White Fox of Freestone is a small 6 acre farm located in Sebastopol, California. Farmer and veterinarian, Nancy Walters, began growing organic blueberries on her land in 2009. Having raised chickens since childhood, she knew that introducing a flock of laying hens to her fields would benefit both the berries and the birds.
The pasture-raised flock at White Fox is a mix of different breeds, with Americana, Anacona, Buff Orpington, Wyandotte, Austrolorp, Campine, and Rhode Island Red hens, providing a regular supply of white, brown and even blue-shelled eggs. The chickens enjoy pasturing among the 400 or so certified organic blueberry bushes, with shade from the summer sun and access to a diverse natural diet of insects and seeds. In return, the blueberries benefit from the manure that the chickens deposit, as well as the natural control of insect pests that the birds provide. “It’s a commensal relationship,” says Nancy.
In 2008, and with no agricultural background, Amy Davis-Jones and Shaun Jones left their urban lives in Houston, Texas to farm 20 acres in Fayette County – land that had been farmed by five generations of Amy’s family. Over the years, their interest in sustainable food production had developed as they visited various farmers’ markets, spoke to farmers, attended conferences, and read books on the topic. Eventually, the appeal of an agrarian life brought them to the farm, where they lived in a canvas tent with no electricity or running water for the first 15 months. They decided to call the farm A + S.
Happy Cow Farms is located in the foothills of Oregon’s Coastal Mountain Range, on the west side of the Willamette Valley which is renowned for its rich agricultural lands. The area surrounding Happy Cow Farms is comprised of a diverse landscape that includes native forest, vineyards, pasture lands and other agricultural crops. Happy Cow Farms operates on a “cow-calf model,” meaning that farmers John and Lia Sanford raise their Black Angus, Hereford and Black Angus/Hereford cross-bred calves from birth.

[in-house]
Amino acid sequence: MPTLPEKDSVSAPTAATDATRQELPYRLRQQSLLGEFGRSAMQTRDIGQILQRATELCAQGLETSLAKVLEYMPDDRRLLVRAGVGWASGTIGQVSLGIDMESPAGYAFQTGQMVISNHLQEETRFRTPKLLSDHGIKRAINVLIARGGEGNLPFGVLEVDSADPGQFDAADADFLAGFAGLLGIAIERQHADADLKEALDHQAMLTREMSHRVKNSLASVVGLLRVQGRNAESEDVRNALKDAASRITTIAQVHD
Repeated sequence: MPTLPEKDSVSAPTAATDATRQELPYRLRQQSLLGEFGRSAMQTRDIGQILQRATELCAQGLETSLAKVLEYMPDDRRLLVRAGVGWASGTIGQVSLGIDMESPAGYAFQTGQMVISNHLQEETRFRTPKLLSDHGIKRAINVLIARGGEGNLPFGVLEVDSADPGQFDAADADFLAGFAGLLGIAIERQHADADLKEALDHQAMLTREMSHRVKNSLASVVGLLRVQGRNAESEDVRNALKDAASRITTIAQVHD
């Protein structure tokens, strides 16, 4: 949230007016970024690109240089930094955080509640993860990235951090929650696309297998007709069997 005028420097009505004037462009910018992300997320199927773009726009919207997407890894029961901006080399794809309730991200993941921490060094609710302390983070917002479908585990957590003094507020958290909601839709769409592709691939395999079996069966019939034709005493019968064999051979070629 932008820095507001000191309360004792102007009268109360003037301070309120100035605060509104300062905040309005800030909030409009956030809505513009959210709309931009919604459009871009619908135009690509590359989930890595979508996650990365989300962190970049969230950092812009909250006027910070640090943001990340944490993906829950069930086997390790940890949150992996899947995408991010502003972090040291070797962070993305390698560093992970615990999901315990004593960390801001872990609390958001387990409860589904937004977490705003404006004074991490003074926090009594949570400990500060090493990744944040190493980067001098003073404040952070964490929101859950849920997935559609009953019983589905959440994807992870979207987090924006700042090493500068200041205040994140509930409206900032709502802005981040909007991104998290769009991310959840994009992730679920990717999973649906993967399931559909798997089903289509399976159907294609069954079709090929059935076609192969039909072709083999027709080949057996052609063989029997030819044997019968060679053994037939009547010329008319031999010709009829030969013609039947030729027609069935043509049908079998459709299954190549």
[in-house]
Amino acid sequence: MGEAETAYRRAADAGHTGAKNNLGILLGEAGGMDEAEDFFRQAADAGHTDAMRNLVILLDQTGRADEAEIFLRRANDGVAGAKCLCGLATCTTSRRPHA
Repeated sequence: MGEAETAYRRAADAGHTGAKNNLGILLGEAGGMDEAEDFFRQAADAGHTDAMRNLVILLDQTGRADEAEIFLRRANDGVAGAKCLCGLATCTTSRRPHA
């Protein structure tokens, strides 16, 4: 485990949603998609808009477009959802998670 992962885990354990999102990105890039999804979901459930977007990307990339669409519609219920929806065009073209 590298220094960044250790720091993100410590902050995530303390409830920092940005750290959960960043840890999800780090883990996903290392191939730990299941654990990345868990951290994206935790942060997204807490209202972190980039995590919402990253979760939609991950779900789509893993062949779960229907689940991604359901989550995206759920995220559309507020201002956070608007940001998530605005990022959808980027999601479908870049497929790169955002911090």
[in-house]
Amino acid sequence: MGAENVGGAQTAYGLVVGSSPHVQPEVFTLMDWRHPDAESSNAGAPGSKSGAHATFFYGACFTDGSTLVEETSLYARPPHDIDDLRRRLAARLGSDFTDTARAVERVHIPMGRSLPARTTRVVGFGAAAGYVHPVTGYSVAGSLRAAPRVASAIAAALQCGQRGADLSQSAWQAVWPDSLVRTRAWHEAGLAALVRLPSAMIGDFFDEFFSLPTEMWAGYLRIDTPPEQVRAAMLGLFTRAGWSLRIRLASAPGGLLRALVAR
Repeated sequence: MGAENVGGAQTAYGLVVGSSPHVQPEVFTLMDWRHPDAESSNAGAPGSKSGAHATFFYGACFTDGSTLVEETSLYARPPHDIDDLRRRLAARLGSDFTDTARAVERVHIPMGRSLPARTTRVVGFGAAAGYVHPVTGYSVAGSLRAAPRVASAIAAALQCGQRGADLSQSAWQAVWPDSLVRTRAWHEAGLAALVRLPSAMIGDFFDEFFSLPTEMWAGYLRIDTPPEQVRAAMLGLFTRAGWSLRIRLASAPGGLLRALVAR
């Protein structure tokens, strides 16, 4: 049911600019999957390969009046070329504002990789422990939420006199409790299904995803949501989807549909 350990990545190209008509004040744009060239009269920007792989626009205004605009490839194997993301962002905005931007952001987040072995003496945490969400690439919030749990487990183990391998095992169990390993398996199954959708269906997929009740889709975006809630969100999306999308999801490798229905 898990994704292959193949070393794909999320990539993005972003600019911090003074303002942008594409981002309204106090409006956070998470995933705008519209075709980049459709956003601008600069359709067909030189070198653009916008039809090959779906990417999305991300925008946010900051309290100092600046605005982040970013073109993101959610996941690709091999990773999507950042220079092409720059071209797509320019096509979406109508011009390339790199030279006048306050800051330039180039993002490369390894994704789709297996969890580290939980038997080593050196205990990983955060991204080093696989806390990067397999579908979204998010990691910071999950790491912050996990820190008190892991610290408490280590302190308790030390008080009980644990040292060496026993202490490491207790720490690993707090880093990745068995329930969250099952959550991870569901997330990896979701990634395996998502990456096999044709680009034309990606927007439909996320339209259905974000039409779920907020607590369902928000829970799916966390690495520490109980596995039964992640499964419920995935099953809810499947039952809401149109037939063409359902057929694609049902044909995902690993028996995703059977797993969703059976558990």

Margo and Jerry White raise Animal Welfare Approved laying hens at Margo’s Garden in Buffalo, WV. The farm has also been approved to supply Animal Welfare Approved cattle breeding and feeder stock. The Whites raise Angus cross-bred cattle and traditional breeds of chickens on pasture, feeding home-grown hay during the winter months. Margo and Jerry also grow a wide range of vegetables, using a high tunnel (or hoop house) to enable them to produce early and late season crops.
Farmer Jill Matney raises Animal Welfare Approved laying hens in Valdosta, Georgia.
Glendale Shepherd is a family owned and operated dairy farm on Whidbey Island, committed to sustainable agriculture practices and the production of fine sheep milk cheeses. Located on the lovely eastern coastline of Whidbey Island, the farm has been in the Swanson family for three generations. With forest, pasture, ponds, and meadows, the farm provides a diversity of high quality habitat for both livestock and wildlife. The Swanson family’s goals are to produce the highest quality sheep milk cheeses possible and to nurture the land, their family, and their livestock through the use of creative, sustainable farming methods.